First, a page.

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The dukkha of uncertainty

Stages of the Path #92: The First Noble Truth

Part of a series of Bodhisattva's Breakfast Corner talks on the Stages of the Path (or Lamrim) as described in the Guru Puja text by Panchen Lama I Lobsang Chokyi Gyaltsen.

  • Dukkha that is pervasive for all realms of existence
  • Becoming accepting and flexible when things change
  • Using uncertainty as a reason to get out of samsara

We talked about the three kinds of dukkha and the eight kinds of dukkha. Now there’s the six kinds of dukkha, and these are pervasive for all of the realms of cyclic existence.

The first one is the lack of certainty, which means that in cyclic existence everything is uncertain. Now, if you haven’t figured that out living at the Abbey then stay here longer and you will. Not only do our plans change every half day, or even shorter, but if we look everything…. Just the change of daily plans is just symptomatic of how uncertain everything in our lives is. We all want certainty, we want security, we want control, we want to know exactly how things are going to be so there’s no surprise, and that they’re secure and stable and good, and life is not like that at all. Things are so uncertain.

When we die is uncertain, even though THAT we die IS certain. When we get sick. When we get what we like. When we don’t get what we like. What happens on a day to day basis. Everything is completely uncertain.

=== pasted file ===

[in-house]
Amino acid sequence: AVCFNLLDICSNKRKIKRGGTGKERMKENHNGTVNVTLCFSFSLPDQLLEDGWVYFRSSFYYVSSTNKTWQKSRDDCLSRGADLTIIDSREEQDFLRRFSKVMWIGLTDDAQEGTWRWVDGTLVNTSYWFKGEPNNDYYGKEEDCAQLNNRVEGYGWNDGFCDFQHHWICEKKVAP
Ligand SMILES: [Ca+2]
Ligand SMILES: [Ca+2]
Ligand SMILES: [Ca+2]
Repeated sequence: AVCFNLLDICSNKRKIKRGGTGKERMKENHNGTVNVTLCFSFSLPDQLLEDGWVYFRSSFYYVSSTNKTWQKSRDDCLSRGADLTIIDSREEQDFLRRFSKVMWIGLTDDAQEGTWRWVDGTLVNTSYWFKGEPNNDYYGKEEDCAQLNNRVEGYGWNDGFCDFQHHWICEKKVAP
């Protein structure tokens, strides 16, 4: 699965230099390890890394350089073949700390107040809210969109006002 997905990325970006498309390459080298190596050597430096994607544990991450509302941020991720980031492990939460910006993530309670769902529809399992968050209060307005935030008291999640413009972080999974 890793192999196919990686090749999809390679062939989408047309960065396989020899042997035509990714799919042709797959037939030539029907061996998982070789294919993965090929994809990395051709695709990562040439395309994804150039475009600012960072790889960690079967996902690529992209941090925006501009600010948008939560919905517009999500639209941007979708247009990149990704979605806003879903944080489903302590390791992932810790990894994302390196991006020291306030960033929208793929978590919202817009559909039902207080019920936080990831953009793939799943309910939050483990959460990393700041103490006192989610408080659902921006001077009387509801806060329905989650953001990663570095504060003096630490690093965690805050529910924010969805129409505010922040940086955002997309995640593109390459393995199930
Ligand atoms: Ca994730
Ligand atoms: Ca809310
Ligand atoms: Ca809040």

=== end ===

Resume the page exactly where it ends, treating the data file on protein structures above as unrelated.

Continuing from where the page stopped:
If we meditate on this deeply, on a day to day basis, this helps us in the sense that we stop trying to control things and we become more flexible and when things change we’re able to roll with it a little bit better. That’s the benefit we receive this lifetime from adjusting our mind to the idea of uncertainty.

Beyond that, and this is where it really becomes important in the Dharma, when we see the uncertainty in samsara then we see that that’s a reason that samsara is not a good place to hang out. That is, things are so unpredictable and so under the control of afflictions and karma then what’s the use of trying to stay in cyclic existence and enjoy it here? Because what we long for is some kind of actual stability. That comes through attaining liberation, through attaining enlightenment, because at that point our mind is stable.

In the Pali canon nirvana is also called the deathless, or the unconditioned. When you perceive nirvana that is stable and secure, that’s certain, that isn’t changing moment to moment. It isn’t a conditioned phenomena. That’s how you would say it in the Pali canon.

In the Tibetan way, the Mahayana way, you would say the understanding of emptiness is something secure, something certain, and then what it does is it stabilizes our mind as well, because even though the mind is changing moment by moment, when it is no longer under the influence of afflictions and karma then the mind is much more stable. Then even if the external world is changing a lot and unpredictable, the mind knows exactly how to follow it and doesn’t get buffeted around and whacked out by it.

Really think about this, in your own life, think about how we want everything to be certain and secure and planned and in control, and how… Just look at our lives and how things are not like that. Things are completely uncertain. And that’s unsatisfactory for beings who want some kind of certain, long lasting state of peace and joy. So from there we generate renunciation.

Venerable Thubten Chodron

Venerable Chodron emphasizes the practical application of Buddha’s teachings in our daily lives and is especially skilled at explaining them in ways easily understood and practiced by Westerners. She is well known for her warm, humorous, and lucid teachings. She was ordained as a Buddhist nun in 1977 by Kyabje Ling Rinpoche in Dharamsala, India, and in 1986 she received bhikshuni (full) ordination in Taiwan. Read her full bio.